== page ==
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The two-state solution misses the real problem

 Relatives and supporters of Israeli hostages held in Gaza since the October 7 attacks by Hamas militants lift placards during a demonstration in front of the Israeli parliament in Jerusalem on April 7, 2024, amid the ongoing conflict in the Gaza Strip between Israel and the Palestinian militant Hamas movement.
Relatives and supporters of Israeli hostages held in Gaza since the October 7 attacks by Hamas militants lift placards during a demonstration in front of the Israeli parliament in Jerusalem on April 7, 2024, amid the ongoing conflict in the Gaza Strip between Israel and the Palestinian militant Hamas movement. | AFP via Getty Images/Menahem Kahana

Senator Chuck Schumer endorsed in March the Biden/Blinken two-state solution to the long-standing Israeli/Palestinian dispute, with subsequent greatly heightened American pressure on Israel. Alas, paper agreements are hardly magic wands and ignore realities on the ground, the most important of which is hatred.  Signed documents will not melt hate away, nor will they soften the malice and anger that has been so deeply ingrained by Palestinian textbooks, preachers, teachers, and Middle East media. Addressing hatred should be our mandate, not rewarding barbaric behavior.  

Some background is relevant. It was a result of the 1967 war that Israel gained control over many areas, including Gaza. In the land-for-peace negotiations which led to the Egypt/Israel peace treaty in the late 1970s, Egypt obtained the Sinai but refused to take Gaza. Yitzhak Rabin, Israel's former prime minister, often lamented this — but there was no deal without it. Subsequently, Israel’s policing/occupying status became quite costly, as Rabin had feared. In 2005, Prime Minister Ariel Sharon decided to end the occupation, expecting that self-rule and no Israeli presence would bring peace, a vacuous hope that ignored the role of hatred. Israel dragged uncooperative settlers out, with Palestinians potentially gaining millions of dollars of Israeli greenhouses, a sure source of employment and export revenues. Gazans, in seemingly victorious rage, attacked the greenhouses and destroyed them. Hate clearly drives irrational and self-destructive behavior.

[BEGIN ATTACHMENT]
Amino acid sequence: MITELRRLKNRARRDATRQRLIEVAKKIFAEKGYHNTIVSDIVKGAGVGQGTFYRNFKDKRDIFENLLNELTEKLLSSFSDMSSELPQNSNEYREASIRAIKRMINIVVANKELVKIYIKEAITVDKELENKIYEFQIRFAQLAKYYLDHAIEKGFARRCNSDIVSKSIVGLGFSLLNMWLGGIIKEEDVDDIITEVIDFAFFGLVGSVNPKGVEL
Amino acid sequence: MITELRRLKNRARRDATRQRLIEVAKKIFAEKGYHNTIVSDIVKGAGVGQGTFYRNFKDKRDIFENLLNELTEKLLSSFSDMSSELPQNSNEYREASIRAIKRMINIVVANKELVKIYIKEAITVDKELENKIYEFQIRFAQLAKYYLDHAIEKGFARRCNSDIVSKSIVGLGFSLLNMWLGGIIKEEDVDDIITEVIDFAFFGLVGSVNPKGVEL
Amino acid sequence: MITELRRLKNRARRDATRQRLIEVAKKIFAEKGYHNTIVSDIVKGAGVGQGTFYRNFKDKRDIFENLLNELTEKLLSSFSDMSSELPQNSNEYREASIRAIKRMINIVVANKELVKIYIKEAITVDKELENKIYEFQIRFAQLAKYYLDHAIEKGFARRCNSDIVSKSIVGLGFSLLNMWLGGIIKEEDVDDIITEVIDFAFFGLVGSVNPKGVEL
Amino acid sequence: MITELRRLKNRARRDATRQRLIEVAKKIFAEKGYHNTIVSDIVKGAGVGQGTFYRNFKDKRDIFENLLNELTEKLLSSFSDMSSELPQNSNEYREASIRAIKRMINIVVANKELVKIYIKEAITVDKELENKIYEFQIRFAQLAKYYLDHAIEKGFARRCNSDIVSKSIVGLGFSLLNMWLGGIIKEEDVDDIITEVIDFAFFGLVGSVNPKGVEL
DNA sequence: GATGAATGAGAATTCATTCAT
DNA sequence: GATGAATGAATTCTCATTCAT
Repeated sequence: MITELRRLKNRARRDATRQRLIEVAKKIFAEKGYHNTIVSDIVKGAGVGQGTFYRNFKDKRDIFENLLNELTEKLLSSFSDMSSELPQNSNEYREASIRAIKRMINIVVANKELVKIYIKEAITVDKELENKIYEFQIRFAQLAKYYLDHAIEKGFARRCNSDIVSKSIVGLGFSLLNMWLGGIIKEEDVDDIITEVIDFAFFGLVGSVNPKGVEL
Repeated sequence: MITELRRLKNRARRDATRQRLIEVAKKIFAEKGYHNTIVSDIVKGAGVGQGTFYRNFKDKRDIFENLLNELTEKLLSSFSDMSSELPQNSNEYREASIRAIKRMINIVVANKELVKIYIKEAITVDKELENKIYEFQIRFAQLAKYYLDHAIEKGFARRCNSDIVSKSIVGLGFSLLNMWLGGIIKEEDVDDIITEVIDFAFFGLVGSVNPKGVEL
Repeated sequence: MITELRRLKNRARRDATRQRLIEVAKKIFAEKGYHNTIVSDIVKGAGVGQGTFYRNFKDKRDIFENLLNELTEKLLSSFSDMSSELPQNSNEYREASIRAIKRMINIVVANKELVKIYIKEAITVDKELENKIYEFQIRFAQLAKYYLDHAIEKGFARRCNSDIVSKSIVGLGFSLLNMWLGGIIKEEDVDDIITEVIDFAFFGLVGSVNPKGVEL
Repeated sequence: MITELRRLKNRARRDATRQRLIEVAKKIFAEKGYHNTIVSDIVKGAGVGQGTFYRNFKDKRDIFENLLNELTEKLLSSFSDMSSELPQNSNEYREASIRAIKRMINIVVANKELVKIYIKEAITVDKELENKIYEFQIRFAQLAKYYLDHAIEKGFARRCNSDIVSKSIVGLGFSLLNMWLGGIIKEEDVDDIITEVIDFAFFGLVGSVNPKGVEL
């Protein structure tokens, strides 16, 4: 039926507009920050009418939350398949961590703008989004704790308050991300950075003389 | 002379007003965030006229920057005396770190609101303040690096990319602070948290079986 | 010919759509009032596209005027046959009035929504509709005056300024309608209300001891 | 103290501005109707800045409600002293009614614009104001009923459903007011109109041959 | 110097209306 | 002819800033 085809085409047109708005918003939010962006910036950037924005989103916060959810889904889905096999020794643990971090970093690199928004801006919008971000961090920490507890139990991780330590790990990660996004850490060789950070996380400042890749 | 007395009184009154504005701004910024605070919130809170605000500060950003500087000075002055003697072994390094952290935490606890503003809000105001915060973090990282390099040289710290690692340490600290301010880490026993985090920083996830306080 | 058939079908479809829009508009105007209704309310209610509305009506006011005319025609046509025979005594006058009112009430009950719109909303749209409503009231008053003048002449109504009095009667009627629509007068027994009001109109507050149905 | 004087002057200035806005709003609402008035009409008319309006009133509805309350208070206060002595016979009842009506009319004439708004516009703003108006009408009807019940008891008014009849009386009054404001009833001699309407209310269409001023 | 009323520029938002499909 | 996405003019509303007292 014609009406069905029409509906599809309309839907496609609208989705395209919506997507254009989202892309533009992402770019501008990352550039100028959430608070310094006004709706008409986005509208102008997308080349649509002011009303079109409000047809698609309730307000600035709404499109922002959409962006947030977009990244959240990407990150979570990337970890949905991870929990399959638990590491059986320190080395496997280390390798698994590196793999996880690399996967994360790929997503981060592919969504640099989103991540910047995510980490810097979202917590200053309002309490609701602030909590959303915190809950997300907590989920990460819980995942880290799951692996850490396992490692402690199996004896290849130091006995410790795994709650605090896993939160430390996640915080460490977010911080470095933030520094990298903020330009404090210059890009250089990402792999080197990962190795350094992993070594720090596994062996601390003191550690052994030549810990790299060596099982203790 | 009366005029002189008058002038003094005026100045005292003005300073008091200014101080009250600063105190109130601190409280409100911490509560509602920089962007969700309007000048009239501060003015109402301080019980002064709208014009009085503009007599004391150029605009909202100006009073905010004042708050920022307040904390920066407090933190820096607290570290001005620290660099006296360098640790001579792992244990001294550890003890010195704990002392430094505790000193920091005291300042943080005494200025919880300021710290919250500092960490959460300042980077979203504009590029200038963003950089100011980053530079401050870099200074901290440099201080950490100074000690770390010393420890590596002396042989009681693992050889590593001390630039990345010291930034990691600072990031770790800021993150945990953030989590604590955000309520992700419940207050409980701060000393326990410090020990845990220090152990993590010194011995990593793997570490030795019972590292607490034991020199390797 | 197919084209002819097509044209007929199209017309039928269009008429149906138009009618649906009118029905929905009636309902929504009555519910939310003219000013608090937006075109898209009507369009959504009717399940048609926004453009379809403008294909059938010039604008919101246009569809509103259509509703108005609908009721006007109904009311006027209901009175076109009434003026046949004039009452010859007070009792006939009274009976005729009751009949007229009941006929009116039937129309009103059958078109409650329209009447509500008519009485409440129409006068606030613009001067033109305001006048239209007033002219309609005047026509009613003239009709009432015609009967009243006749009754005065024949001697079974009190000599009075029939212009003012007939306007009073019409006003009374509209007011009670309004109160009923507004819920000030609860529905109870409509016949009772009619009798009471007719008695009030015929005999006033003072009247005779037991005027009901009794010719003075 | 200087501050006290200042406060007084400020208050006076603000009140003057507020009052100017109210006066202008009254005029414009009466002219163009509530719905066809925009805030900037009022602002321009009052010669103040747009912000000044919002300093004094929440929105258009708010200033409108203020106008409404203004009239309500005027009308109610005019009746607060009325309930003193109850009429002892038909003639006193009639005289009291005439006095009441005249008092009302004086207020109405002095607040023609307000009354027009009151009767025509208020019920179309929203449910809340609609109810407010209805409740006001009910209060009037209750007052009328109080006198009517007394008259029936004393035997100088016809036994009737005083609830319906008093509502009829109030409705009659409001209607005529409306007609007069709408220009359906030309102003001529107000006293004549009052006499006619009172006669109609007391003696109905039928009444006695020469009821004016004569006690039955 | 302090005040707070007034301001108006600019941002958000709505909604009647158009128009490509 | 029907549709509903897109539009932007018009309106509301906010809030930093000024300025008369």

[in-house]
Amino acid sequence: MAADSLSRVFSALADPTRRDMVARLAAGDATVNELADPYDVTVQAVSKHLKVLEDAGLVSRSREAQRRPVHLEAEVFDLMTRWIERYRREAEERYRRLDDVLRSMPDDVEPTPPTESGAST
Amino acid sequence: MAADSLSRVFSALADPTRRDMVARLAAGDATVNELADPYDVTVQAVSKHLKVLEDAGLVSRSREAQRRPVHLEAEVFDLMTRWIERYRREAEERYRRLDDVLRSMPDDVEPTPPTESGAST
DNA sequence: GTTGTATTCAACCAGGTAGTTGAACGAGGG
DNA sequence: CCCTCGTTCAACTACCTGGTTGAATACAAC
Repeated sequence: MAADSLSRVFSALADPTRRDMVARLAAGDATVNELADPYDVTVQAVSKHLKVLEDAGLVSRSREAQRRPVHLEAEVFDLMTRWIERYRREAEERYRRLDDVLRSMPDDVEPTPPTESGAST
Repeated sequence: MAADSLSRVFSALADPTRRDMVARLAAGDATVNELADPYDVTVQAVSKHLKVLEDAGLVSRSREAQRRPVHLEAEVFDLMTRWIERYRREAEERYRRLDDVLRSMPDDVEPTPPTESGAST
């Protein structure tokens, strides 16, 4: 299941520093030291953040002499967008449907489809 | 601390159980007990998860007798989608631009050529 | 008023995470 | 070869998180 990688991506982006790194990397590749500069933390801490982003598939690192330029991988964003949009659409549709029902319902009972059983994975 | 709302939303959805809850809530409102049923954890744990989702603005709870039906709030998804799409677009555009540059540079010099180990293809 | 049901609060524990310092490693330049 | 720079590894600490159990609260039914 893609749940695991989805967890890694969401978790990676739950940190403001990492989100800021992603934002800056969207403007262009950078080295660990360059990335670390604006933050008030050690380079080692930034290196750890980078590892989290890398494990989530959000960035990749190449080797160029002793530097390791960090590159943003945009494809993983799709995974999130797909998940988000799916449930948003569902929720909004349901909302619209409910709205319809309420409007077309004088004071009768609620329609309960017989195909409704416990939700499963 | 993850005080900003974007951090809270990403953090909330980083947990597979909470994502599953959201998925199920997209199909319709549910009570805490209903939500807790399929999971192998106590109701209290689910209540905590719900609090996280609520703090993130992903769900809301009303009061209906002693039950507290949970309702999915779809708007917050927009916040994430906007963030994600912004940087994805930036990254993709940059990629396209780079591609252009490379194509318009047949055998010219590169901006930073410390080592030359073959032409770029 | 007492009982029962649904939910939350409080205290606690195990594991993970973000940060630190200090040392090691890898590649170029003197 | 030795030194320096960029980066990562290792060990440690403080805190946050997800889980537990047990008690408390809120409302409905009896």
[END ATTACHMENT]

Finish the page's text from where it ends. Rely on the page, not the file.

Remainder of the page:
After Israel’s 2005 exit, wars followed at the end of 2008, in 2012, and 2014, almost all centering on rockets being fired into Israel. Each ceasefire was broken by Hamas, so Oct 7 was really nothing new, except in its sickly viciousness and Israel’s determination to finish the job this time. 

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Once hatred is embedded, it can easily attach to other groups. Palestinians danced in the streets after the 9/11 attacks on the U.S., merrily celebrating our American tragedy.  Last October they celebrated again and even walked over the border to kick the bodies of dead Israelis. It is so blinding that Hamas terrorists even murdered pleading Arab Muslims who were in the wrong place on October 7. Hatred is indeed incredibly powerful, a feeling not quickly dispensed by a handshake or statehood.

So, what is the current average Israeli’s mindset? “The anger is boiling over. You can feel it in every corner of this country. People want someone to pay a price for this, even if it means protracted war.”  While this would seem like an Israeli response, it was actually said by American political commentator, Tim Russett, to TV newsman, Mat Lauer, after the World Trade Center/Washington D.C. attacks in 2001. We lost about 3,000 people. Our response was a “global war on terror.” Adjusting for the huge population difference between Israel and the U.S., Israel’s October loss of 1,200 was equivalent to our losing 44,000! How would we react to an October 7 here? Would there be parades supporting Hamas or recommendations for Palestinian statehood? Indeed, had American babies been beheaded or infants burned to death while parents were forced to watch, had our women been raped or sexually mutilated, American anger would be unimaginable. A two-state solution now?  It is madness to reward sick, criminal behavior. 

In the early 2000s, the State Department heavily pressured the UAE to stop hate propagation. It did, so it is hardly surprising that the UAE several years ago reached out to Israel and there is now a budding relationship. So, hatred can be dispensed, but hate does not die in a day and no decree or agreement immediately erases it. 

Rewarding hateful actions will only guarantee more.  Hate is so embedded in Palestinian society that a March 2024 poll found that, “70% of Palestinians in Gaza and the West Bank said they are satisfied with Hamas’ actions … and … 63% said they prefer a ‘day after’ scenario in which Hamas remains in control of Gaza rather than the Palestinian Authority.” 

And why should we welcome a Palestinian state now, one that will be authoritarian, misogynist, anti-American, and a source of future conflagrations? Hate is completely embedded in Palestinian culture, purposefully inserted through every medium possible, which includes the honoring and celebration of terrorists. Alas, the only role models in Palestinian society are murderers, euphemistically called "shahids" (martyrs).  

This cannot continue. The Palestinians must change; they cannot be rewarded for their barbarism. They must embrace civilized norms. But that will not happen until hate is taken out of the equation. 

Donald Losman, PhD, teaches Political Economy of the Middle East at Rollins College, Winter Park, FL.  He spent 37 years teaching at three of our nation’s war colleges, completing his Washington D.C. career at the George Washington University. He is the author of three books, 70 academic journal articles and a similar number of op-eds in almost all leading American newspapers.

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